The dangers of doing your own Diversity Awareness Training - [website] Email Print
Published: 24th of Jul 2017 by: Debbie Engelbrecht CEO

Obviously all training managers have a limited budget.

It has been our experience at Staff Training that whilst most organisations see the need for diversity training, they also see it as a secondary requirement to other types of training and development, in other words, it’s a nice-to-have.

If one, however, weighs up the outcomes derived from diversity training against the expense, or the ROI as such, it becomes obvious that we need to have a paradigm shift when it comes to our approach to diversity training.

The reported benefits of Diversity Awareness Training from our clients are:

On an organisational level -

• Improved employee engagement
• Improved retention rates
• Improved innovation
• Improved customer awareness
• Improved efficiency
• Improved financials

It took me a while, but then the penny dropped; this particular sequence of improved organisational function is nearly directly linked to the Balanced Score Card theory of Kaplan and Norton.

I then looked at the impact of Diversity Awareness on Teams and the feedback from our clients relating to the training they have undertaken at this level. The results were equally interesting.

• Less conflict in teams
• Improved empathy, loyalty and trust in teams leading to more effective team work
• Decrease in project turnaround times
• Greatly improved innovation along with quicker adaptation to change

Whilst analysing this feedback it becomes abundantly clear that diversity awareness, similar to emotional intelligence brings about personal growth in individuals that directly translates to a more collaborative approach, which in turn leads to more effective long-term and sustainable outcomes and solutions.

Why then are not all companies doing diversity awareness training as a first port of call in a country such as South Africa where we still have so much work left to do in this field? And that question brings us back to budgets and paradigm shifts.

We have had a number of organisations contact us for diversity training. The size of the training groups and the time we spend with them are important to us if we are to deliver on the results above. The smaller and more personal the group, the more we are able to coach the individual to reach their own conclusions and those “aha” moments we as facilitators love so much.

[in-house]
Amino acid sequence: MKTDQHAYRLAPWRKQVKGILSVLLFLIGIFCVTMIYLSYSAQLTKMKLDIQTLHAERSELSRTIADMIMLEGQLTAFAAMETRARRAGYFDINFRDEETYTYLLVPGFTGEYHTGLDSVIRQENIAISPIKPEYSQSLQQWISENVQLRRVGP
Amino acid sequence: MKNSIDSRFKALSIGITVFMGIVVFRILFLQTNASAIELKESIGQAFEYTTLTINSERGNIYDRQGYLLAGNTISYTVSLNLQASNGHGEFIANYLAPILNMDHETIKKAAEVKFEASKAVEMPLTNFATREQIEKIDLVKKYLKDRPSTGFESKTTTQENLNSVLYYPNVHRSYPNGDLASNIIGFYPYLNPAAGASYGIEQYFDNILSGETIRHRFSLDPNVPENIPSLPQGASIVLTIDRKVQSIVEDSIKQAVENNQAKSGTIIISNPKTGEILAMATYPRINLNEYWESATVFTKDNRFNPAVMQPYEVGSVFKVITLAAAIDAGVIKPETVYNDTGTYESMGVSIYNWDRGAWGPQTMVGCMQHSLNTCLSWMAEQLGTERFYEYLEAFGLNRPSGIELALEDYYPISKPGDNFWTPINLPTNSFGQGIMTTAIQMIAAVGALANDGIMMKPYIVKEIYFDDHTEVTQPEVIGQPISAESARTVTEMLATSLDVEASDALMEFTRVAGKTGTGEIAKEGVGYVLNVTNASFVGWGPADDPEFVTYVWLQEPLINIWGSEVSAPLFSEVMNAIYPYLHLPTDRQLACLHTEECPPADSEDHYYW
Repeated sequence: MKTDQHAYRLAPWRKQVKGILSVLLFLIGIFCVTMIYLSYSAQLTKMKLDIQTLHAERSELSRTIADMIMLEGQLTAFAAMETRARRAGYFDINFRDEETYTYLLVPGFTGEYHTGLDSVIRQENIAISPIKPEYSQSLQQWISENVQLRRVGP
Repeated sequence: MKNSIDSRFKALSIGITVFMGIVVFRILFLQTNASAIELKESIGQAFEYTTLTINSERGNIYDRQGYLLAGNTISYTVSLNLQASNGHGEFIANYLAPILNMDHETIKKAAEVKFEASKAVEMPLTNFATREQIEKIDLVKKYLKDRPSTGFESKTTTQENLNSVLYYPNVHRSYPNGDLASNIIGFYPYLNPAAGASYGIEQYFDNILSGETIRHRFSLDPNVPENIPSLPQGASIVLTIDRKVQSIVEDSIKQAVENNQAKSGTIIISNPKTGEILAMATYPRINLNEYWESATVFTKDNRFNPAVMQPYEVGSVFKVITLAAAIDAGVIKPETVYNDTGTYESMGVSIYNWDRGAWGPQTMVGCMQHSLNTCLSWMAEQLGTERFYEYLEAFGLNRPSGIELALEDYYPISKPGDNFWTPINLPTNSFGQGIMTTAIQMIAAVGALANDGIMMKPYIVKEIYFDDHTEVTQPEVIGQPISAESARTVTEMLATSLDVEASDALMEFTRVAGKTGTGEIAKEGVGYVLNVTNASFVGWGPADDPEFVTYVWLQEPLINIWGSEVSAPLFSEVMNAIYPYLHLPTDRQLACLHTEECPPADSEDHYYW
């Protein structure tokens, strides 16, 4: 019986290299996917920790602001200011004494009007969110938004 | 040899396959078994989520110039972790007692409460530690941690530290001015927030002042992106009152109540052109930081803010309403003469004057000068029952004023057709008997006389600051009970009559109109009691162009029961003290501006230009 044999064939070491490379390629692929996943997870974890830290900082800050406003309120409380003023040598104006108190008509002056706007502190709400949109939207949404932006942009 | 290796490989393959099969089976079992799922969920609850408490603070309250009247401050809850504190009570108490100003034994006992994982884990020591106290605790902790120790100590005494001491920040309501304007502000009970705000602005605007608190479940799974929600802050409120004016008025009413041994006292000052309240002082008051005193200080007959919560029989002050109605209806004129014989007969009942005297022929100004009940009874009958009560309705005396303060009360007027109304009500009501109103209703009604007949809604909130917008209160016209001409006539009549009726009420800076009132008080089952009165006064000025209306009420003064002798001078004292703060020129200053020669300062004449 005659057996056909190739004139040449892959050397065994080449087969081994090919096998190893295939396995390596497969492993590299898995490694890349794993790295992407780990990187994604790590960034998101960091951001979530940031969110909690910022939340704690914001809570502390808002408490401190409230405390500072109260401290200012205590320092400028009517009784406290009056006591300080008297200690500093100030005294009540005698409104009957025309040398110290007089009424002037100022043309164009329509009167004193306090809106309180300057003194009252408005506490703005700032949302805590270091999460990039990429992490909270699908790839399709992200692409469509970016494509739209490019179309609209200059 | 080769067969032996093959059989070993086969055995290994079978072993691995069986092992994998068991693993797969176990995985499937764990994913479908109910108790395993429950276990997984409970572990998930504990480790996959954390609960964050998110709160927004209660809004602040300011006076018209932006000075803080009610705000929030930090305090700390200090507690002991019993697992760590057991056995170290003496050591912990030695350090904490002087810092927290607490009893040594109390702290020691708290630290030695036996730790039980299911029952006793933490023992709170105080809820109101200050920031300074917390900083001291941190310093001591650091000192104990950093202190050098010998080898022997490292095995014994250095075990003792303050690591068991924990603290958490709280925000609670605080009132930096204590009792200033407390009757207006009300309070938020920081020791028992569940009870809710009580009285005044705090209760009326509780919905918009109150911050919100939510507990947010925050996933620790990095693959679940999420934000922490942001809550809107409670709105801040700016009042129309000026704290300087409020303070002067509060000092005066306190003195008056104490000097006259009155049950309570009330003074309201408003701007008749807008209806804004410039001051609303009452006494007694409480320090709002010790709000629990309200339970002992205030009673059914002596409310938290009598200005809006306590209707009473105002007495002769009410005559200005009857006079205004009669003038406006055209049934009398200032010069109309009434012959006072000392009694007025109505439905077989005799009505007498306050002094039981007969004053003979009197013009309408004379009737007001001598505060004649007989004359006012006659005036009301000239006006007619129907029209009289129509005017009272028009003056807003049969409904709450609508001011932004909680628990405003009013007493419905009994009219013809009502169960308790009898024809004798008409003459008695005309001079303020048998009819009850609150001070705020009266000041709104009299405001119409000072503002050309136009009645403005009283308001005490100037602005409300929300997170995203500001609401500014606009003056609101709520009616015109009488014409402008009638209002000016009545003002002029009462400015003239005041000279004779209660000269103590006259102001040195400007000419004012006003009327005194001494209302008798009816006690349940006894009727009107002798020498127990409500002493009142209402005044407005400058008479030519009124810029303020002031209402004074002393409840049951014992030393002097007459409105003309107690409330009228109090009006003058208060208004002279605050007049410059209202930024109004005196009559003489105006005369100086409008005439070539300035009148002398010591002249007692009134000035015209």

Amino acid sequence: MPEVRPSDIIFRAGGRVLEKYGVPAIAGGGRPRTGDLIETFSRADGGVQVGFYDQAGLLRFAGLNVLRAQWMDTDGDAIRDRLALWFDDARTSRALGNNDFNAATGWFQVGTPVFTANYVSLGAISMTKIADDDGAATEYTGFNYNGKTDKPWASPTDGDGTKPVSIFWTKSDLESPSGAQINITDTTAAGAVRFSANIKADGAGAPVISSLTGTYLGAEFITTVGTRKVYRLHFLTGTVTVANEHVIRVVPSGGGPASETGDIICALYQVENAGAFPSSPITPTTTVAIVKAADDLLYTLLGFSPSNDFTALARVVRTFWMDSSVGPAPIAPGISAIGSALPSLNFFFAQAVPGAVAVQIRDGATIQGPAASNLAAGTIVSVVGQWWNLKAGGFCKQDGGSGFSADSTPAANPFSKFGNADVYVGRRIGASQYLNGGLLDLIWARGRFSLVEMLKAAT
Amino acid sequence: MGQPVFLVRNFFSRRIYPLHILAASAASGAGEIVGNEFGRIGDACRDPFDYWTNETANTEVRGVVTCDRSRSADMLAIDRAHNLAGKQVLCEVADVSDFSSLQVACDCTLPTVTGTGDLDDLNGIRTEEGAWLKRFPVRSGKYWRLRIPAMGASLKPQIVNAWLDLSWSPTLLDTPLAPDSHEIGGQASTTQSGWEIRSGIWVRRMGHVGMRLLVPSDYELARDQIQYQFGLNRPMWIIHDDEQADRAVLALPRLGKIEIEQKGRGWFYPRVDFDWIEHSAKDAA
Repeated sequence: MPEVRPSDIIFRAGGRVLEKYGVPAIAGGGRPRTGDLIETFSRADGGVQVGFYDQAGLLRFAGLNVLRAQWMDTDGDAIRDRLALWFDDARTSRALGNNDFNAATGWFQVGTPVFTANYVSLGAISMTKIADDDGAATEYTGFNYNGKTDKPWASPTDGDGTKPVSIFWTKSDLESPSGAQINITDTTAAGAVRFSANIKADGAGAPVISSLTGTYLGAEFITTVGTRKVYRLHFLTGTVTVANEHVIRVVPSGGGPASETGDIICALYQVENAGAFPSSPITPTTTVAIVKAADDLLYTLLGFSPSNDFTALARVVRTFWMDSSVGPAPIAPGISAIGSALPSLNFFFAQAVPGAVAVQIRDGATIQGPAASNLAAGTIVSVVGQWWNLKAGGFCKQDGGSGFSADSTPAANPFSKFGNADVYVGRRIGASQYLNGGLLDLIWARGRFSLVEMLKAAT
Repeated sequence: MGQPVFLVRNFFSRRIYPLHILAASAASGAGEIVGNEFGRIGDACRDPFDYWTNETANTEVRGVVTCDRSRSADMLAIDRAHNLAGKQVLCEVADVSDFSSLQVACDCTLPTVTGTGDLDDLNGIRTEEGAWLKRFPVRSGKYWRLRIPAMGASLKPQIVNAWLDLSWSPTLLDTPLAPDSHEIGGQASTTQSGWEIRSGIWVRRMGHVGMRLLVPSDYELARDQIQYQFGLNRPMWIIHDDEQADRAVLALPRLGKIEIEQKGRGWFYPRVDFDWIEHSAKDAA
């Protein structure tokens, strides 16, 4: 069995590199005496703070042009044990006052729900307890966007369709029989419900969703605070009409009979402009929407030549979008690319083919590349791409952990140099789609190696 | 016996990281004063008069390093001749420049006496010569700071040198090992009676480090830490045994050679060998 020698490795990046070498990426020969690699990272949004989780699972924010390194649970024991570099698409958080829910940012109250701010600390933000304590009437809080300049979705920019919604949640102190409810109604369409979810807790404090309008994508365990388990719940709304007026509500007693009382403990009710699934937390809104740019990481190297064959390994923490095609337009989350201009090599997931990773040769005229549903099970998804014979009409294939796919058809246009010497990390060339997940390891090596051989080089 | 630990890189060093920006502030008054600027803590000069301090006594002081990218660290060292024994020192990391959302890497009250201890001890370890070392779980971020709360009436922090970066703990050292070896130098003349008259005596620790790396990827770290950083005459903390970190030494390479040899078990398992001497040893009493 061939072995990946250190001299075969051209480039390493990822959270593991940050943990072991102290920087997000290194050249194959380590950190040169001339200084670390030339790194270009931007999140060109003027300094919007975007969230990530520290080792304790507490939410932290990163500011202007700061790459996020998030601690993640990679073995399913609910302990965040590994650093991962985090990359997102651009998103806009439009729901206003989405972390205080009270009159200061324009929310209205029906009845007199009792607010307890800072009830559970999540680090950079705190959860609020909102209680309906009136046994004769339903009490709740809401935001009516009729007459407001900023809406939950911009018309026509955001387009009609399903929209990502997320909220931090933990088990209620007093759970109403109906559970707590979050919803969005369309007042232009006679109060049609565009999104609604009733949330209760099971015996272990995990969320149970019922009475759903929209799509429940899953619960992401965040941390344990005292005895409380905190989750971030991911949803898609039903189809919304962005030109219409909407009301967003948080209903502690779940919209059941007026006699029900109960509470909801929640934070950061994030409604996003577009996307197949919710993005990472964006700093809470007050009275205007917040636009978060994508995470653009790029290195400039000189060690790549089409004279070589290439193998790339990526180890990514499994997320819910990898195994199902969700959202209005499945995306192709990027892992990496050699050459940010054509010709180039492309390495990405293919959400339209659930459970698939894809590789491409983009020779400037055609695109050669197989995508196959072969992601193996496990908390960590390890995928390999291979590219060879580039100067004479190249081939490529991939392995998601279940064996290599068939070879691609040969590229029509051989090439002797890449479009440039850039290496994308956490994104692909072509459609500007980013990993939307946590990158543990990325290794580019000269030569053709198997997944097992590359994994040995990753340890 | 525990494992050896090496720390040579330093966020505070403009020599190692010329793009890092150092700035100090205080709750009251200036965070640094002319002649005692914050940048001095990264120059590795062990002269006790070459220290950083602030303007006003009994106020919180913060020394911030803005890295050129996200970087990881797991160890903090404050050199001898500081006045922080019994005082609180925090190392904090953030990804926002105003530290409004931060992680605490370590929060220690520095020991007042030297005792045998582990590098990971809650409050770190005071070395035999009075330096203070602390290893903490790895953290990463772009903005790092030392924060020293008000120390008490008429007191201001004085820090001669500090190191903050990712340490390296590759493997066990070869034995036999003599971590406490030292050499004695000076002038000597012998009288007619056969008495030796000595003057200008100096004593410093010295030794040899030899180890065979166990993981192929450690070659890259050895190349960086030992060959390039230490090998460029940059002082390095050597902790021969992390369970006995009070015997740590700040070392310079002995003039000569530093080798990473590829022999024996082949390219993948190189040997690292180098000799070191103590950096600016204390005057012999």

If we are not able to reach a fair compromise on this aspect of the training, depending on the particular challenges the organisation faces, we are likely to decline the project.

Experience shows us that when it comes to aspects of diversity, our individual conditioning is so entrenched that no person can tell us what to do. People can only ask us the questions that lead us to our own awareness. This takes a good coach and/or facilitator who has the experience to know when to back down, when their questioning is becoming too intrusive and/or when the questioning is increasing the likelihood of hitting a personal defense mechanism that brings with it unnecessary resistance. The delegates also respond very well to impartiality; they have an expectation of trust and an expectation that the space in which this exploration is done is a safe one.

For the above reasons we are of the opinion that when organisations take on diversity training as an internal project, their investment does not bring the same results. We are not saying that their facilitators are incompetent; we are saying that their facilitators do not have the credentials of impartiality and therefore the levels of trust are diminished. They also most likely have to fight the mindset that there is a hidden agenda and that the levels of transparency and honesty on those particular workshops do not quite reach the same level as with external facilitators.

Finally there is also the very high risk potential that should an organisation take on this training as an internal project and it does fail first time around that the resistance to it builds up within the organisation making the subsequent length of time an external facilitator has to invest into a group to reach the “aha” moment, so much longer.

In conclusion, we have also found that these particular scenarios also play out with other training projects such as ethics training. Our subsequent analysis thus brought us to the conclusion that any training that involves a paradigm shift and behaviour change is better off performed by external, independent and unbiased training providers.

(c) Debbie Engelbrecht, MD at Staff Training. Staff Training is a leadership and soft skills training company with over 60 workshops for you to choose from. Call 0861 996 660 for more information.

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